Top 5 Invasive Plant Species in KwaZulu Natal

In South Africa there are several Invasive Alien Plant Species (IAPS), with different IAPS being more problematic than others in each province of the country. In KwaZulu Natal there are five IAPS that are dominant across the province, inclusive of Acacia mearnsii, Chromolaena odorata, Lantana camara, Eucalyptus spp., and Solanum mauritianum (Meijninger & Jarmain, 2014).

Acacia mearnsii
Acacia mearnsii or commonly known as Black Wattle is native to Australia (Rojas-Sandoval & Pasiecznik, 2015). A. mearnsii is a perennial, woody species or shrub which is propagated through seeds (Rojas-Sandoval & Pasiecznik, 2015).
This species can be identified through its yellow globular flowers; dark brown and black seed pods (when ripe) with fine hairs; black smooth oval-like seeds; bark that is hard brownish-black in older trees and grey-brown and smooth on younger trees; and leaves that are dark green, fern-like and bipinnate (Rojas-Sandoval & Pasiecznik, 2015).
A. mearnsii is invasive in KwaZulu Natal due to its unique characteristics of long living seeds that lie dormant in the soil, and its ability to form root suckers and its ability to successfully establish in a wide range of soil conditions (Rojas-Sandoval & Pasiecznik, 2015). The seeds of the A. mearnsii are spread through various dispersal methods such as mammals, water and birds (Rojas-Sandoval & Pasiecznik, 2015)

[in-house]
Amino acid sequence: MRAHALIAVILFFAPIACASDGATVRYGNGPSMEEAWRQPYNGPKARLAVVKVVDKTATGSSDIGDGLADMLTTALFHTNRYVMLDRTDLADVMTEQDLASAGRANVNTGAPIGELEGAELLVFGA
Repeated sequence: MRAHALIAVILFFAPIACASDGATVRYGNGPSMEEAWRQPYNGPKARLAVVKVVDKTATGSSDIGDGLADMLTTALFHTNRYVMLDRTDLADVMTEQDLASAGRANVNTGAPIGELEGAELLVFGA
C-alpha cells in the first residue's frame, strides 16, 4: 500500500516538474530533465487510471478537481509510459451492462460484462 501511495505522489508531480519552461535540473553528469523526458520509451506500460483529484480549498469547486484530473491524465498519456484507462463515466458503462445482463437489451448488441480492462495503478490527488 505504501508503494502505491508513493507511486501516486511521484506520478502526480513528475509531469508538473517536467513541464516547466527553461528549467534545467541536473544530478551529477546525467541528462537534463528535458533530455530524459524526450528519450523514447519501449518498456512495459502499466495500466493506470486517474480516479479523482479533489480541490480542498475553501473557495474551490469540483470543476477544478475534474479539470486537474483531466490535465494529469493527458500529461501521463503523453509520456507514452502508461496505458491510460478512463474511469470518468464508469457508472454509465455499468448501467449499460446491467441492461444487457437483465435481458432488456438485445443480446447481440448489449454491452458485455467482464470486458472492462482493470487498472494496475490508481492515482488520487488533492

Chromolaena odorata
Chromolaena odorata or commonly known as Jack-in-the-Bush, amongst many other common names, is native to the south-eastern portions of the United States of America, Mexico, the Caribbean and South America (BioNET-EAFRINET, 2020). C. odorata is a sprawling shrub that may form thickets and can grow 3m tall (standalone) or 20m if climbing over other vegetation and is propagated through seeds (BioNET-EAFRINET, 2020).
This plant can be identified through its small white/purple flower-heads with no petals that are usually in clusters; black or born seeds with white or brownish hairs; triangular or egg-shaped leaves that are pointed at the tip; stems that are yellowish green and may have hair in younger plants and as the plants mature the stems become woody towards the base (BioNET-EAFRINET, 2020).
C. odorata has become invasive due to its ability to form dense stands where it outcompetes and prevents the establishment of other species (BioNET-EAFRINET, 2020). The seeds of the C. odorata are spread through wind and various other mechanisms such as animals and water (BioNET-EAFRINET, 2020).

Lantana camara
Lantana camara or commonly known as Lantana is native to central and South America (Invasives, 2020). L. camara is a shrub that tends to be very untidy and spreads or scrambles (Invasives, 2020).
L. camara can be identified through its stems having recurved thorns; leaves that are dark green and hairy and tend to have a rough texture. When the leaves are crushed, they have a strong smell. The flowers are pink, red, crimson, orange, yellow or white in colour and tend to be in compact heads; and the fruits of the L. camara are glossy green and turn purple to black when ripening (Invasives, 2020).